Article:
Category Archives: Seminars and other events

Seminar 22 May 2017: Brexit and its impact on Asia & the Commonwealth

Lord Bruce, President of The Democracy Forum, 

Invites you to a seminar entitled

‘Brexit and its impact on Asia & the Commonwealth’

on 

Monday 22 May, from 15:00–17:30 UTC+01

 

Chair: 

Humphrey Hawksley, Former BBC Beijing Bureau Chief, author & columnist for Nikkei Asian Review

 

Speakers: 

Lord Desai, Economist & Labour politician

Linda Yueh, Broadcaster, author and economist

Richard Burge, Executive Director, Commonwealth Enterprise and Investment Council

John Elliott Journalist & author

 

Venue:

Senate Room, Senate House

Malet St

London WC1E 7HU

 

Please join us for post-seminar drinks and nibbles in the Jessel Room from 17:30 

Nearest tube stations: Russell Square, Goodge St, Warren St

 

RSVP:

thedemocracyforum@hotmail.co.uk

Tel: 020-7409-5113

www.facebook.com/democracyforum

https://twitter.com/thedemocracyltd


‘The many are more incorruptible than the few;

they are like the greater quantity of water which is less easily corrupted than a little.’

Aristotle, Politics

DESCENDANT OF BALOCHISTAN RULERS WANTS FREEDOM

Amir Ahmed Suleman Daud, whose ancestors ruled much of the Balochistan region, now a part of Pakistan, declared in London he will approach India for the independence of Balochistan. Daud is in exile in the United Kingdom.
Addressing a seminar entitled “Balochistan Re-visited” at the British Houses of Parliament organised by The Democracy Forum, Daud said: “I will go to India (to pursue independence for Balochistan).” In reference to Narendra Modi’s speech on 15 August last supporting Balochi separatism, he added: “I welcomed Mr Modi’s statement.”
Speaking to a packed house, he resolutely stated, in course of stormy exchanges with pro-Pakistan elements in the audience, he will go to Afghanistan, Iran and other countries. He disclosed he is actively in touch with Congress in the United States to achieve his goal.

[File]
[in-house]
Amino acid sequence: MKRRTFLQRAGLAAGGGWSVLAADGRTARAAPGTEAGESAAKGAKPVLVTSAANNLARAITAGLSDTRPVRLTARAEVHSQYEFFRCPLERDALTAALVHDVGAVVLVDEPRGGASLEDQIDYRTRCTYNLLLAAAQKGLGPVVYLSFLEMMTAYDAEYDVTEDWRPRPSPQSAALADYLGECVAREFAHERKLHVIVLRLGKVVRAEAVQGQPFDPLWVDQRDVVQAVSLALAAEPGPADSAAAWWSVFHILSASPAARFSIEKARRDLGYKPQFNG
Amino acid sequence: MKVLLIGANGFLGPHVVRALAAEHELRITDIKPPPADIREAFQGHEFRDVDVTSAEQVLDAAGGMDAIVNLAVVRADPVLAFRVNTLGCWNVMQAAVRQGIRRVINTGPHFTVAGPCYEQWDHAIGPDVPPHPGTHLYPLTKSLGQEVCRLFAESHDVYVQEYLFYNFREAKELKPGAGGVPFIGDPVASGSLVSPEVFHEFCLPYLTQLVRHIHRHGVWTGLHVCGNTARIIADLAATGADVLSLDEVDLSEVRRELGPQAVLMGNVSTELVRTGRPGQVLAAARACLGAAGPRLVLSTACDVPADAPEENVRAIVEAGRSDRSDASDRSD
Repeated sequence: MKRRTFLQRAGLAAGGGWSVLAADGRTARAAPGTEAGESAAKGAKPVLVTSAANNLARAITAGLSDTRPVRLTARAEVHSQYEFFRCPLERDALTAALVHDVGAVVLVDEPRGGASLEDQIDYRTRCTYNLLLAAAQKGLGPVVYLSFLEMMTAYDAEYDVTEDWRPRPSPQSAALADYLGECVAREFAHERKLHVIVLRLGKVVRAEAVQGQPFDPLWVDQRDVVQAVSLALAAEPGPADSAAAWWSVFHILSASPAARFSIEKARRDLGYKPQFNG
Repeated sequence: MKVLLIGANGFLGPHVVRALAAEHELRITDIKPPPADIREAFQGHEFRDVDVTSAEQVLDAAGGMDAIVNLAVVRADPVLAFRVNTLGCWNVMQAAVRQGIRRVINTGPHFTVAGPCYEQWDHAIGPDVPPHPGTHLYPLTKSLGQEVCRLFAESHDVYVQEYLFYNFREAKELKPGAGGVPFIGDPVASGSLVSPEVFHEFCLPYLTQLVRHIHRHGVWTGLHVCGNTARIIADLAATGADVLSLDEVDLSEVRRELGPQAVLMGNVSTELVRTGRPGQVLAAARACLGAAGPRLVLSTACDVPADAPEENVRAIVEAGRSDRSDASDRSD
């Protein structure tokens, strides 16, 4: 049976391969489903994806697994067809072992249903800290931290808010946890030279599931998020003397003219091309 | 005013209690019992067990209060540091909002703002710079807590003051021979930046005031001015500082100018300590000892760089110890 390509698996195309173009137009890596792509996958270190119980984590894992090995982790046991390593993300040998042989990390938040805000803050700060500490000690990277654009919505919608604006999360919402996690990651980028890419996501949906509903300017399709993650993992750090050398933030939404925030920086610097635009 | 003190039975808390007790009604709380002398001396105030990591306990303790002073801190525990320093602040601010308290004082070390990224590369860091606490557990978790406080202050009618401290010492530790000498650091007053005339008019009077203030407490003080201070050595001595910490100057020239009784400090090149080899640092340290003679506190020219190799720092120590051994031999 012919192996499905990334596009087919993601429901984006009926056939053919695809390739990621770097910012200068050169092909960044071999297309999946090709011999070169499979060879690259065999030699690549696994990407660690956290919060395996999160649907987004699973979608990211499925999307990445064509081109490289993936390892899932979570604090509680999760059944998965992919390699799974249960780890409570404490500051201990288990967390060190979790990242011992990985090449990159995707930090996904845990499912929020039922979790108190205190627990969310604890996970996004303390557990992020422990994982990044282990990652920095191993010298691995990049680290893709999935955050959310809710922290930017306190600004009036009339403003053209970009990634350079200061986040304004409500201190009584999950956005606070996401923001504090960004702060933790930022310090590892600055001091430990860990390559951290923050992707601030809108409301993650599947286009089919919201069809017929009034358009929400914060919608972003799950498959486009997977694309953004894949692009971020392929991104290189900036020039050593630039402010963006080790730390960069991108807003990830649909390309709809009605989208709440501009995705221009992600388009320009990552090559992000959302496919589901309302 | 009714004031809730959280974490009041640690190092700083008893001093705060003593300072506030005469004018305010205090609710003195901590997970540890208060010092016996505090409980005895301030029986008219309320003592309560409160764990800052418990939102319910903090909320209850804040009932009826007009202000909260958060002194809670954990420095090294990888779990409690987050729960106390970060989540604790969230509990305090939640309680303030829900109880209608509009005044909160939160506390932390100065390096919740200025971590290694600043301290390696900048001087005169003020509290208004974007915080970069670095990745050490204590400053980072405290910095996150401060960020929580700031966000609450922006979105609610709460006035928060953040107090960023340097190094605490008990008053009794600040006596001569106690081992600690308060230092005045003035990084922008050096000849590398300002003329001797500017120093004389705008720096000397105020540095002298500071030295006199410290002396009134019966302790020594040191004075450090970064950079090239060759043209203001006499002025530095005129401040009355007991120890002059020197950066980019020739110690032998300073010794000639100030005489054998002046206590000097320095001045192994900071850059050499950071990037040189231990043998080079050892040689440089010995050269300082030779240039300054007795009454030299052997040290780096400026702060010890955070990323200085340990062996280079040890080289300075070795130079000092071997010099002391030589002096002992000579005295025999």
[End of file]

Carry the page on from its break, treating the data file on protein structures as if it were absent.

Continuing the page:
He described Balochistan’s accession to Pakistan in 1948 as an “annexation”. He argued: “We lost our independence because of geo-politics.” He explained this by saying Britain wanted to deny the Soviet Union access to warm waters. “This is why they (the British) went back on the treaties (between the Kalat State and the UK).
In the centuries-old Kalat Confederacy (effectively Balochistan), the Khan of Kalat was the head, Daud maintained. The British leased various parts of the Kalat State. On 4 August 1947, Lord Mountbatten, the Viceroy of India, the Khan of Kalat and the founder of the in-coming state of Pakistan, Mohammed Ali Jinnah, signed an agreement in Delhi recognising the independence of Kalat for negotiation purposes. Kalat, in fact, remained independent until 28 March 1948, when it merged under duress with Pakistan.
Daud virtually accused Jinnah of treachery. He explained the latter was Kalat’s lawyer from 1933 to 1947. “He (Jinnah) pleaded our case with the (British) Privy Council,” Daud mentioned.